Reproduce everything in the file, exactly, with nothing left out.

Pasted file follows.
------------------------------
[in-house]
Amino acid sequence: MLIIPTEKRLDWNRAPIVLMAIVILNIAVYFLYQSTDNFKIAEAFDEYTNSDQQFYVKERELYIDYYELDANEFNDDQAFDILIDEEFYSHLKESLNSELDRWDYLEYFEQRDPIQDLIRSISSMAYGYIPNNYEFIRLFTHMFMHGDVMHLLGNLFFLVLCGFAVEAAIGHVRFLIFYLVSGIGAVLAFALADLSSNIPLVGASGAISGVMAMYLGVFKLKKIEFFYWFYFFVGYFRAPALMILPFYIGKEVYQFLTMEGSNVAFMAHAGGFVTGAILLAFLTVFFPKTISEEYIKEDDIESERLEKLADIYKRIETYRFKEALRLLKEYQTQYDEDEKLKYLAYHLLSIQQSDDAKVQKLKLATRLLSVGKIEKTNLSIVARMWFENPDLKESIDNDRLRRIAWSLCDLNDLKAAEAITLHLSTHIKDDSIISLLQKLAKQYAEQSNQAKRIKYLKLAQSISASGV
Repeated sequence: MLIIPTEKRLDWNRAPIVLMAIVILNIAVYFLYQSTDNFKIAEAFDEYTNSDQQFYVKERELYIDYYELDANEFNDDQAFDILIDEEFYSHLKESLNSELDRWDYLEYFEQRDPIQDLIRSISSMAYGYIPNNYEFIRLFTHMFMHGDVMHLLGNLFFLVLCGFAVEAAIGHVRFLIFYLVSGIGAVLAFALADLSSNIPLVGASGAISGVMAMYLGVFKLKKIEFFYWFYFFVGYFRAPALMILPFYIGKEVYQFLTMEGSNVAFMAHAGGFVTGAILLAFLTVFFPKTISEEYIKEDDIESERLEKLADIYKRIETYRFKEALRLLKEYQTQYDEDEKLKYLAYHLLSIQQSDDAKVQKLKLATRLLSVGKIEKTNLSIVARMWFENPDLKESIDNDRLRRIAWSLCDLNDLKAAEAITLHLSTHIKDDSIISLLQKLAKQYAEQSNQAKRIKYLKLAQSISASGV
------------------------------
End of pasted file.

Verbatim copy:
[in-house]
Amino acid sequence: MLIIPTEKRLDWNRAPIVLMAIVILNIAVYFLYQSTDNFKIAEAFDEYTNSDQQFYVKERELYIDYYELDANEFNDDQAFDILIDEEFYSHLKESLNSELDRWDYLEYFEQRDPIQDLIRSISSMAYGYIPNNYEFIRLFTHMFMHGDVMHLLGNLFFLVLCGFAVEAAIGHVRFLIFYLVSGIGAVLAFALADLSSNIPLVGASGAISGVMAMYLGVFKLKKIEFFYWFYFFVGYFRAPALMILPFYIGKEVYQFLTMEGSNVAFMAHAGGFVTGAILLAFLTVFFPKTISEEYIKEDDIESERLEKLADIYKRIETYRFKEALRLLKEYQTQYDEDEKLKYLAYHLLSIQQSDDAKVQKLKLATRLLSVGKIEKTNLSIVARMWFENPDLKESIDNDRLRRIAWSLCDLNDLKAAEAITLHLSTHIKDDSIISLLQKLAKQYAEQSNQAKRIKYLKLAQSISASGV
Repeated sequence: MLIIPTEKRLDWNRAPIVLMAIVILNIAVYFLYQSTDNFKIAEAFDEYTNSDQQFYVKERELYIDYYELDANEFNDDQAFDILIDEEFYSHLKESLNSELDRWDYLEYFEQRDPIQDLIRSISSMAYGYIPNNYEFIRLFTHMFMHGDVMHLLGNLFFLVLCGFAVEAAIGHVRFLIFYLVSGIGAVLAFALADLSSNIPLVGASGAISGVMAMYLGVFKLKKIEFFYWFYFFVGYFRAPALMILPFYIGKEVYQFLTMEGSNVAFMAHAGGFVTGAILLAFLTVFFPKTISEEYIKEDDIESERLEKLADIYKRIETYRFKEALRLLKEYQTQYDEDEKLKYLAYHLLSIQQSDDAKVQKLKLATRLLSVGKIEKTNLSIVARMWFENPDLKESIDNDRLRRIAWSLCDLNDLKAAEAITLHLSTHIKDDSIISLLQKLAKQYAEQSNQAKRIKYLKLAQSISASGV